US Revises Travel Alert, Lists Kenya As A Kidnap Hotspot

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The United States government has listed Kenya among the global kidnapping hotspots in a new risk indicator that Washington has introduced for travel advisories.

The latest move adds yet another hurdle to Kenya’s tourism sector.

The Department of State, which is in charge of foreign affairs, said Tuesday that the new assessment measure was been informed by cases of “kidnapping and hostage taking by criminal and terrorist actors around the world”.

Some 35 countries including Kenya have been slapped with updated advisories that include the risk of kidnapping.

US was the leading source of foreign tourists to Kenya last year when earnings from the sector jumped 37 percent to Sh157 billion — which is the biggest increase in more than a decade.

“The new “K” indicator is part of our ongoing commitment to provide clear and comprehensive travel safety information to US citizens so they can make informed travel decisions,” the US foreign office said in a statement.

Tourists in Kenya

The world’s largest economy periodically issues country-specific caution to its travelling citizens based on assessment of risk factors such as crime, terrorism, civil unrest, natural disasters and health.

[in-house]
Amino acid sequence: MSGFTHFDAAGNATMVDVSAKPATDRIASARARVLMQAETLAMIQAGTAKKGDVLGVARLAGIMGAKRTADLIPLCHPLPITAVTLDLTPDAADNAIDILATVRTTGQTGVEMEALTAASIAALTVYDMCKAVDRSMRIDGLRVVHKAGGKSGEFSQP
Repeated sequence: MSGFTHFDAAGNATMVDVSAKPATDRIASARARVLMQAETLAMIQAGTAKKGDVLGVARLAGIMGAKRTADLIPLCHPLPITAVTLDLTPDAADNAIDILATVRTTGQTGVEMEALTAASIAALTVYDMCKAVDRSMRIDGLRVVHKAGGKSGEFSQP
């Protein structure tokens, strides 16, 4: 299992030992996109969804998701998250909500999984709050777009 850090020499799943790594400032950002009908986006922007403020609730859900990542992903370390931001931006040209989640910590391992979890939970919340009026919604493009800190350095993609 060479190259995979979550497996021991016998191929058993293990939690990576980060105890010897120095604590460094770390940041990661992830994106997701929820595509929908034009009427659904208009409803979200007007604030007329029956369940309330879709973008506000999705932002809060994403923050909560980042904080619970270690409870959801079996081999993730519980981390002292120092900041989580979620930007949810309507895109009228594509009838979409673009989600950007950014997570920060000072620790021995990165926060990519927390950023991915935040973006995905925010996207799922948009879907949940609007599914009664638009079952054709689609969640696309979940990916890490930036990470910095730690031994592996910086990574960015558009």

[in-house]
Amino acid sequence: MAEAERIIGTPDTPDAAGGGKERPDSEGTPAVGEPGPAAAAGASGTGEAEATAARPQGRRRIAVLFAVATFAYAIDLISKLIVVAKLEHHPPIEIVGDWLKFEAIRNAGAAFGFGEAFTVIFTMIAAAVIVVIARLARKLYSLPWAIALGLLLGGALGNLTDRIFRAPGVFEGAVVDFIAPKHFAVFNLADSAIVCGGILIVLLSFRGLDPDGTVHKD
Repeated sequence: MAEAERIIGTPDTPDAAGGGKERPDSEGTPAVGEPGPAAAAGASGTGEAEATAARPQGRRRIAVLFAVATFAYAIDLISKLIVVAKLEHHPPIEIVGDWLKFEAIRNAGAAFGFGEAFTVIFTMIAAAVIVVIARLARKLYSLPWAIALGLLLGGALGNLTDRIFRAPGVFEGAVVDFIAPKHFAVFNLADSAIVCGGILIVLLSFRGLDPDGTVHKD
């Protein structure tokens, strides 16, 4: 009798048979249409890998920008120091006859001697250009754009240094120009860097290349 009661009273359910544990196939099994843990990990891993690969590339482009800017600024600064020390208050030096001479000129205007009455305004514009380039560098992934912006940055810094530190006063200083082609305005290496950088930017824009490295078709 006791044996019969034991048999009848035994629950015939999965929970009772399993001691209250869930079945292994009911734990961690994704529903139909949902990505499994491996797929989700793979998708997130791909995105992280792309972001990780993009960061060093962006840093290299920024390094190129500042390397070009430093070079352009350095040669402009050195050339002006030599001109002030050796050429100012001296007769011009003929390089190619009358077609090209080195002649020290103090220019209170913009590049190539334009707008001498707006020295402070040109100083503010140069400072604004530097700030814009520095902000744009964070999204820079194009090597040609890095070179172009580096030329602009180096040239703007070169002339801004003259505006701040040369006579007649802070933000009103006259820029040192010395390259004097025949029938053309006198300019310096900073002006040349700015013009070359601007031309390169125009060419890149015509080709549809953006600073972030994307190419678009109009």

Nearly half of the affected countries (16 in total) where the US citizens will get regular reports on the risk of being abducted are in Africa.

Tanzania, Rwanda and Burundi are the only countries in the six-nation East African Community (EAC) bloc that have been spared the kidnapping risk indicator in assessing the safety of US travellers.

Kenya is joined by its EAC peers Uganda and South Sudan on the list that also includes north-neighbouring Ethiopia.

The new risk indicator come a day after President Donald Trump called on Uganda to find kidnappers of a US tourist and her Ugandan driver released last weekend by their abductors after a five-day ordeal.

Kenya is yet to find an Italian charity worker, Ms Silvia Constanca Romano, who was abducted in Kilifi County on November 20, 2018.

The 2013 travel alerts reduced the flow of tourist dollars, a valuable source of foreign exchange, put pressure on the shilling and forced some hotels out of business.

The industry has since recovered following improved security and aggressive marketing in foreign capitals.

Earnings dropped from Sh94 billion in 2013 to Sh84.6 billion a year later, following the Westgate attack. It then rose to Sh157 billion last year from Sh120 billion in 2017.